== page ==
The British one pound (£1) coin is a circulating denomination of the Pound Sterling. The coin was introduced on the 9 February 1983 to replace the Bank of England one pound note which ceased to be issued at the end of 1984 and was removed from circulation on 11 March 1988, though still redeemable at the Bank's offices, like all English banknotes. One-pound notes continue to be issued in Jersey, Guernsey and the Isle of Man, and by the Royal Bank of Scotland, but the pound coin is much more widely used.
The original coin was round and was made of nickel-brass. The design of the reverse was changed each year from 1983 to 2008 to show, in turn, an emblem representing the United Kingdom as a whole (Royal Arms), Scotland (Thistle and Diadem or Lion), Wales (Leek and Diadem or Dragon), Northern Ireland (Flax and Diadem or Celtic Cross), and England (Oak Tree and Diadem or Three Lions), together with an appropriate edge inscription. From 2008, national-based designs were still minted, but alongside the new standard version and no longer in strict rotation. The inscription ONE POUND appeared on all reverse designs.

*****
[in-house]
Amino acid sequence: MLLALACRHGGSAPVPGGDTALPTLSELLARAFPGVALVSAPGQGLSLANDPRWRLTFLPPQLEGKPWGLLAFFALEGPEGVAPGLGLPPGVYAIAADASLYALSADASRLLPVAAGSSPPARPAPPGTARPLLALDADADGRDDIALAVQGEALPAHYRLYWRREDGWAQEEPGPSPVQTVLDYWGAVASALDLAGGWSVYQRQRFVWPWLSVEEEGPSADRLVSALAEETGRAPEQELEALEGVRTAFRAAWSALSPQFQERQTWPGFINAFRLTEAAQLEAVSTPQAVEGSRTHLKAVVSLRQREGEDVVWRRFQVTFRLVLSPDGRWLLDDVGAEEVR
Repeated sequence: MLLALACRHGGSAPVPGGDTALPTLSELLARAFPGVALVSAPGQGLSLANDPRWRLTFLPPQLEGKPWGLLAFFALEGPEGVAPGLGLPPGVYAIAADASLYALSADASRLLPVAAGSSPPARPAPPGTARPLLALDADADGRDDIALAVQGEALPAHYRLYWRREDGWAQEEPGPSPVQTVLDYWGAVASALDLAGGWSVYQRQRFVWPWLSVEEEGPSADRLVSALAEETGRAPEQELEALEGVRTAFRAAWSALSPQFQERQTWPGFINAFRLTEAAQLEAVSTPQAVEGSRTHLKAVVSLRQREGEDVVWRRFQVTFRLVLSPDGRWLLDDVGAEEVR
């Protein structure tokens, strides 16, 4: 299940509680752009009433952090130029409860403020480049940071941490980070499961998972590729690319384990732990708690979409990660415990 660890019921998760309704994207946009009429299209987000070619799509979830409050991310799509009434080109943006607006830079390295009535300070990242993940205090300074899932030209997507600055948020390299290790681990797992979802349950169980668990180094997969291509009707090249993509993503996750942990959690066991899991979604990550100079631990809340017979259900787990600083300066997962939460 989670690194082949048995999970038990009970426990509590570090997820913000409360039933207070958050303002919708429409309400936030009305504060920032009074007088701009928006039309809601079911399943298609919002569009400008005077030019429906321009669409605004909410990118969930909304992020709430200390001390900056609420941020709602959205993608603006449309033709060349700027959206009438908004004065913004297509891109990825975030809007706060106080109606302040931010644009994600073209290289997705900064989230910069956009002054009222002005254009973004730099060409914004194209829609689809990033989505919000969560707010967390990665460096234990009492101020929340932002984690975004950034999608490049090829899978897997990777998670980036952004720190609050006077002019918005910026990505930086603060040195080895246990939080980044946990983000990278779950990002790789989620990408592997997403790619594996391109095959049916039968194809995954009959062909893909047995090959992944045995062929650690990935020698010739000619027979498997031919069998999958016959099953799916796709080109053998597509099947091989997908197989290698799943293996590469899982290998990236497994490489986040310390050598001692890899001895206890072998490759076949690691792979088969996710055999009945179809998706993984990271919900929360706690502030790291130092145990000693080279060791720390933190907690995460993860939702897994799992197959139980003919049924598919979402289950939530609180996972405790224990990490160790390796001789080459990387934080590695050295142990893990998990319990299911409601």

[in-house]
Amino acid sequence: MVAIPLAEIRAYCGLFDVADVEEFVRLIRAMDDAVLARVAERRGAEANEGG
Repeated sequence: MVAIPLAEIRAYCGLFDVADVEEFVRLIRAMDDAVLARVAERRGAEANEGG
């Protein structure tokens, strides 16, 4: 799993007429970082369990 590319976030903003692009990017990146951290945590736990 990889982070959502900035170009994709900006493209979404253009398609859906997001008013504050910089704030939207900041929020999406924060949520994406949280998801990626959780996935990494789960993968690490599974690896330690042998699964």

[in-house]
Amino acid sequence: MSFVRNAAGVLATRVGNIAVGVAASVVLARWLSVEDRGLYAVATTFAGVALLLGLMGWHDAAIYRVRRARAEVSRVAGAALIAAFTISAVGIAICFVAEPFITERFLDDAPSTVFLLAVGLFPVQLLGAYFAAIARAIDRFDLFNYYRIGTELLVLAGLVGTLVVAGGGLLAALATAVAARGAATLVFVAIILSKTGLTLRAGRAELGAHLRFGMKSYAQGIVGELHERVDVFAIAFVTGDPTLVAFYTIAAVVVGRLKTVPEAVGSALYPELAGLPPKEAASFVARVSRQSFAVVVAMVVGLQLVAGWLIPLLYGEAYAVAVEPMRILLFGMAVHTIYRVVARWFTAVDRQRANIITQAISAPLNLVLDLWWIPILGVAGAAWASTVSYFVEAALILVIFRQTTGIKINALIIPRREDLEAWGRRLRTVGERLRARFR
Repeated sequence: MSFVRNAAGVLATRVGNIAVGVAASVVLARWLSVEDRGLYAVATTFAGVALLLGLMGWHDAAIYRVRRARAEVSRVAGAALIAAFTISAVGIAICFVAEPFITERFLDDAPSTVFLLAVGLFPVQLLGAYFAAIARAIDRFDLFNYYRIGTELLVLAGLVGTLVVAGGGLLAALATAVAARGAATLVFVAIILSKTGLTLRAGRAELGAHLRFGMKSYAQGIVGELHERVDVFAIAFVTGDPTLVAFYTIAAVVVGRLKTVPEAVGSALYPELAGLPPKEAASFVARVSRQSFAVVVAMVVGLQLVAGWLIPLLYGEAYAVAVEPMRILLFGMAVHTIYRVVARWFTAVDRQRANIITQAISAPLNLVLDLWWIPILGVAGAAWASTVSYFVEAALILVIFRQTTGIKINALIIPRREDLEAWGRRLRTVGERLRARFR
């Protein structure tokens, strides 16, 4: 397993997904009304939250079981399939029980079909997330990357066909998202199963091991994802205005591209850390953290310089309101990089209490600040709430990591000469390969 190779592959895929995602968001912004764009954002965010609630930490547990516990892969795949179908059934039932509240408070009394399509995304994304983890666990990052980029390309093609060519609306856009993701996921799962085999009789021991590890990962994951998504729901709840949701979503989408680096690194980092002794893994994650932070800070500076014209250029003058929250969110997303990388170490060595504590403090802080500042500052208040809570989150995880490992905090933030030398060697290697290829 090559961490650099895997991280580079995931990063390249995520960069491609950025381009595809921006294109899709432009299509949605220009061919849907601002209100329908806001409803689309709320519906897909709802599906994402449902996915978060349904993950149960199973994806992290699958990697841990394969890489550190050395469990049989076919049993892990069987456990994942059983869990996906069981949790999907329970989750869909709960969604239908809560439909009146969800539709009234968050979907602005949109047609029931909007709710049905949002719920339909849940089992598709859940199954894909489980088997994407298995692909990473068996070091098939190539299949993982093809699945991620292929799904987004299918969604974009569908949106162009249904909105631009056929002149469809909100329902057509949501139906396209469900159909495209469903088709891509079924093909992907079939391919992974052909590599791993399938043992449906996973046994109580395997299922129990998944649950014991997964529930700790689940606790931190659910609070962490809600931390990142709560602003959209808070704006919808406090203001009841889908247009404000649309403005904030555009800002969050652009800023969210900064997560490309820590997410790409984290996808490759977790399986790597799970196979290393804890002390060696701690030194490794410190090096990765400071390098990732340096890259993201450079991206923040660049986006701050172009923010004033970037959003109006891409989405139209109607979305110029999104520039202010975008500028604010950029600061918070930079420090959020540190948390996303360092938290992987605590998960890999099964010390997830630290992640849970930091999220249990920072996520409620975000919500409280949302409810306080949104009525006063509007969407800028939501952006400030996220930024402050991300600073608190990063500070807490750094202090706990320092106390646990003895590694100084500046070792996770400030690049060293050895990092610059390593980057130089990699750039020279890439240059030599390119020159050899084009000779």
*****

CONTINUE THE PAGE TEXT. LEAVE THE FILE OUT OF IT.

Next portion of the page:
In 2008, a new reverse by Matthew Dent was introduced. In a world-first concept, the designs for the 1p, 2p, 5p, 10p, 20p and 50p coins depict sections of the Royal Shield that form the whole shield when placed together. The shield in its entirety was featured on the £1 coin.
A new, dodecagonal (12-sided) design of coin was introduced on 28 March 2017 and both new and old versions of the one pound coin circulated together until the older design was withdrawn from circulation on 15 October 2017. The new coin is bimetallic like the current £2 coin, and features several advanced security features.